I think there were a LOT of us that weren't sure, but now there's no question in my mind. Yeah, would rather have tubeless, but I get so few flats I figured it wasn't worth a consideration. I can break a bead and fix or replace a tube if I have to.

    My local ADV'rs always end up on some dirt, GS's, 990's, 950's, etc. I was just sure it was gonna end up on at least some dirt roads. It works great for that, although I don't ride it like a dirtbike - I have a TE630 for that and will be taking it again for our annual Grand Canyon North Rim Ride. It's 700 miles of dirt and the husky is just easier to handle.

    The wife also started coming along and so we were looking something better than the Versys for us. So I was looking at the Roadie. The XC does two just as well, so that also became a non-issue.

    In the end there were too many reasons to opt for the XC. With 6K miles now I KNOW I made the right decision. Coming from a GS I think you would be happier with the XC. If you were coming from a GSXR, then the T800 roadie. :D
  8. blacktiger

    blacktiger Tigers R great.

    Joined:
    Nov 14, 2005
    Oddometer:
    3,949
    Location:
    St.Leonards on Sea, England.
    +1, completely agree.
  9. blacktiger

    blacktiger Tigers R great.

    Joined:
    Nov 14, 2005
    Oddometer:
    3,949
    Location:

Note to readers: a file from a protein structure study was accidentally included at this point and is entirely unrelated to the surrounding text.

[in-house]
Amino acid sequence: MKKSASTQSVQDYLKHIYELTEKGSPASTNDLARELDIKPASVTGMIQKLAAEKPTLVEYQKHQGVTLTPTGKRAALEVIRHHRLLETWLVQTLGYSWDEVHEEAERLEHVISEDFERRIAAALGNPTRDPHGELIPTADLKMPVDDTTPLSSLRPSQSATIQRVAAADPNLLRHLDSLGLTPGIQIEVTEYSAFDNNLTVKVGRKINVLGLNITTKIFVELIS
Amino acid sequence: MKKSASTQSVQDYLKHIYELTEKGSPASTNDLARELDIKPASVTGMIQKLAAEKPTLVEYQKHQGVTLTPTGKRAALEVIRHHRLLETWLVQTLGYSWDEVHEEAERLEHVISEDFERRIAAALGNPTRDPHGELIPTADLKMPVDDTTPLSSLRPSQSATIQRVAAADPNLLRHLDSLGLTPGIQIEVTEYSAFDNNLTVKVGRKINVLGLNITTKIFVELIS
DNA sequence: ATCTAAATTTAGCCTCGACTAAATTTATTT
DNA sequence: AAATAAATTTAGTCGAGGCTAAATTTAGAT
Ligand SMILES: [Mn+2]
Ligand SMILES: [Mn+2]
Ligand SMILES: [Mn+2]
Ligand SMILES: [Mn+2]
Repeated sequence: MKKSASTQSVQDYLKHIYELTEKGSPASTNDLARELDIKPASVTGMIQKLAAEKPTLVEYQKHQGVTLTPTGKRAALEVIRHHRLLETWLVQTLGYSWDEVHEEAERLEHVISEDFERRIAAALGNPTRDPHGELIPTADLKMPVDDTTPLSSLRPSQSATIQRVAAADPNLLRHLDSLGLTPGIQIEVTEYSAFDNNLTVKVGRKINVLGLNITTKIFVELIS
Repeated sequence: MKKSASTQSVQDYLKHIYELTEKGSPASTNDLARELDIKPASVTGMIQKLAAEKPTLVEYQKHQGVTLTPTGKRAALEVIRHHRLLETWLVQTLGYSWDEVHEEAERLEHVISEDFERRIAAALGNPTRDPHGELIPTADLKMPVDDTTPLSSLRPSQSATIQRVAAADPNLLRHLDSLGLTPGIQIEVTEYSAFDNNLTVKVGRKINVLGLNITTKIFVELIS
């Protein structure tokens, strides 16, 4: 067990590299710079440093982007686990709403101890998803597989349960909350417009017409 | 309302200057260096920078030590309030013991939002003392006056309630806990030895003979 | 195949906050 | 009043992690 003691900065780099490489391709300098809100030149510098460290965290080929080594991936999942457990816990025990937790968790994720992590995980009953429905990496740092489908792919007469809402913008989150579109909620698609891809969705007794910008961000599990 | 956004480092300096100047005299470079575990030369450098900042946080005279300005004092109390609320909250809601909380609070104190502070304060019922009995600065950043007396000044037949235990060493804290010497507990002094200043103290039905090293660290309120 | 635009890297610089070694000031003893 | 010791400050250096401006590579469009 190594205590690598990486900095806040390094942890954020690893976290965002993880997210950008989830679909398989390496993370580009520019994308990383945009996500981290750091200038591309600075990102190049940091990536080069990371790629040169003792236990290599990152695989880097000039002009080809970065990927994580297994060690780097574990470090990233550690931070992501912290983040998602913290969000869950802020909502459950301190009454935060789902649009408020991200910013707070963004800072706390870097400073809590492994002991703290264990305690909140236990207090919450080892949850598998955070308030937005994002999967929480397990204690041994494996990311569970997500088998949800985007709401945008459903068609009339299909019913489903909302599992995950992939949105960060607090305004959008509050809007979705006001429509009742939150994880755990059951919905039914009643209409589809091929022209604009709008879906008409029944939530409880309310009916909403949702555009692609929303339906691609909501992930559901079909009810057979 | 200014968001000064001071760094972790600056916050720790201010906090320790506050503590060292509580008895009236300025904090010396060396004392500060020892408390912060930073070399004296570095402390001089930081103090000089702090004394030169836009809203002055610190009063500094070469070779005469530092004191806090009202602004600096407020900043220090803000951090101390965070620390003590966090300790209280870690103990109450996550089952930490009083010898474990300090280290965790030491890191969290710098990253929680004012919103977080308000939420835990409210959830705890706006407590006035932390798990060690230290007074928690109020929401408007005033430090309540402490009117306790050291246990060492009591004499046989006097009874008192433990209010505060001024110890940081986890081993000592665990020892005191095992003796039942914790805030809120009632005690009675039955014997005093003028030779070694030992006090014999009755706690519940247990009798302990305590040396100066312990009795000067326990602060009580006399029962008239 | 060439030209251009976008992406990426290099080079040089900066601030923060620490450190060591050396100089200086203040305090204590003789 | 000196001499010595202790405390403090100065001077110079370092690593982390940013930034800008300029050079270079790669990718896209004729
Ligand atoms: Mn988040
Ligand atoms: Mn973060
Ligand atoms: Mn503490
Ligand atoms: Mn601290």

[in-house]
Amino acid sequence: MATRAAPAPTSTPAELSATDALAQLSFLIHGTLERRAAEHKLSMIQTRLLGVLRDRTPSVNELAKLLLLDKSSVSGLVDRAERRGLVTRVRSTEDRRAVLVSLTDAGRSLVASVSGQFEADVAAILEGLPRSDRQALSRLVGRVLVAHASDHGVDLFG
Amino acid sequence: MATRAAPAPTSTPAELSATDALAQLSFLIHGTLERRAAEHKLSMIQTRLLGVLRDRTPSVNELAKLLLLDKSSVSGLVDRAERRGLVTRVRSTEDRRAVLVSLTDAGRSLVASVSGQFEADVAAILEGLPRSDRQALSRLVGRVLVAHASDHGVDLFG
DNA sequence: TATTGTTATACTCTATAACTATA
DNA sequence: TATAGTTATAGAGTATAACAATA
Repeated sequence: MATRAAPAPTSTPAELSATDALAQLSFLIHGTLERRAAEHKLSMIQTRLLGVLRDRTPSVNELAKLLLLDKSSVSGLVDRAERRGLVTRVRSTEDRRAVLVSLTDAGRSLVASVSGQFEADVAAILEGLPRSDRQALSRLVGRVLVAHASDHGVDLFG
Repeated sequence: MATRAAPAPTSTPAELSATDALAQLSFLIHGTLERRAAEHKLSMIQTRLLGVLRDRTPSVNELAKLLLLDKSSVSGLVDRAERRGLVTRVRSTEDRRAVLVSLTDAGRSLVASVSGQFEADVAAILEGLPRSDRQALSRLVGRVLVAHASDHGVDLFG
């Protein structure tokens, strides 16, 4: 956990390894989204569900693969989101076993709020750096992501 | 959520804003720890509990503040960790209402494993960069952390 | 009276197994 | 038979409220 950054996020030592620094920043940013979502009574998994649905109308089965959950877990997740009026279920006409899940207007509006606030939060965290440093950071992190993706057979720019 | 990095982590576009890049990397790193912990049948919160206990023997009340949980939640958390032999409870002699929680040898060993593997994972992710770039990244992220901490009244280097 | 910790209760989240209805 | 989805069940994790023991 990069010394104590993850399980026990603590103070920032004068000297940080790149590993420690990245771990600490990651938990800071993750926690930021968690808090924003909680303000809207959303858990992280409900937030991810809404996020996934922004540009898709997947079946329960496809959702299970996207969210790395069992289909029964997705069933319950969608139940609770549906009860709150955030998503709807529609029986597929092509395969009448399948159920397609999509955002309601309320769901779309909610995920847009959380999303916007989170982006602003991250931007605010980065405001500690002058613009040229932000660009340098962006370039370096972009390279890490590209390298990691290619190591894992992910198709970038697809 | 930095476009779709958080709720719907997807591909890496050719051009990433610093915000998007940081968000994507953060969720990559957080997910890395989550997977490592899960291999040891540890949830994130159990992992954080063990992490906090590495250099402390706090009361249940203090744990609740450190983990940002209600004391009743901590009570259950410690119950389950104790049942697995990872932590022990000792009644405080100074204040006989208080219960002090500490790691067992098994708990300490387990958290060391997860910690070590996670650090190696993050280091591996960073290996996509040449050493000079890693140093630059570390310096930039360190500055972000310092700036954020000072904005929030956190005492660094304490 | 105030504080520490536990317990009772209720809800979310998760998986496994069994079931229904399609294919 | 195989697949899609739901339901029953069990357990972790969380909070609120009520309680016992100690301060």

St.Leonards on Sea, England.
    It surprised me too when I took mine apart but apparently a lot of modern bikes now use A/Contact balls. After fiddling with mine it did seem that the A/C bearings are less critical when tensioning them.
  10. Ephrem

    Ephrem n00b

    Joined:
    Dec 21, 2008
    Oddometer:
    2
    I'm sure someone has fitted a set to the roadie.

    Can you share size, handling and lifespan?

    Thanks
  11. Aussie Trev

    Aussie Trev aka DRTrev

    Joined:
    Nov 1, 2007
    Oddometer:
    6,742
    Location:
    La Grange, South Australia
    Have found some electronic instructions for the spot lights and I was on the right track; remove the two screws from the rear and pull out the lens cover.....I tried that, but will now add some extra muscle.

    cheers
  12. Gronked

    Gronked Adventurer

    Joined:
    Apr 14, 2009
    Oddometer:
    21
    Thanks Browneye. I did just what you said today and rode each one back to back... and ended up with the XC :)

    I think you are spot on the money with your assessment. The roadie would probly be a bit nicer in twisties, but it's debateable as to whether I'm a good enough rider to make full use of it.

    The XC suspension was nicer than I expected (better than the F800GS which I owned briefly) and the roadie felt a little small and, well, like a road bike.

    Got to do a 1.5 hour ride home from the dealers and so far I'm happy :)
  13. marloweluke

    marloweluke The Flying Dutchman

    Joined:
    Jan 16, 2011
    Oddometer:
    149
    Location:
    East Kootenay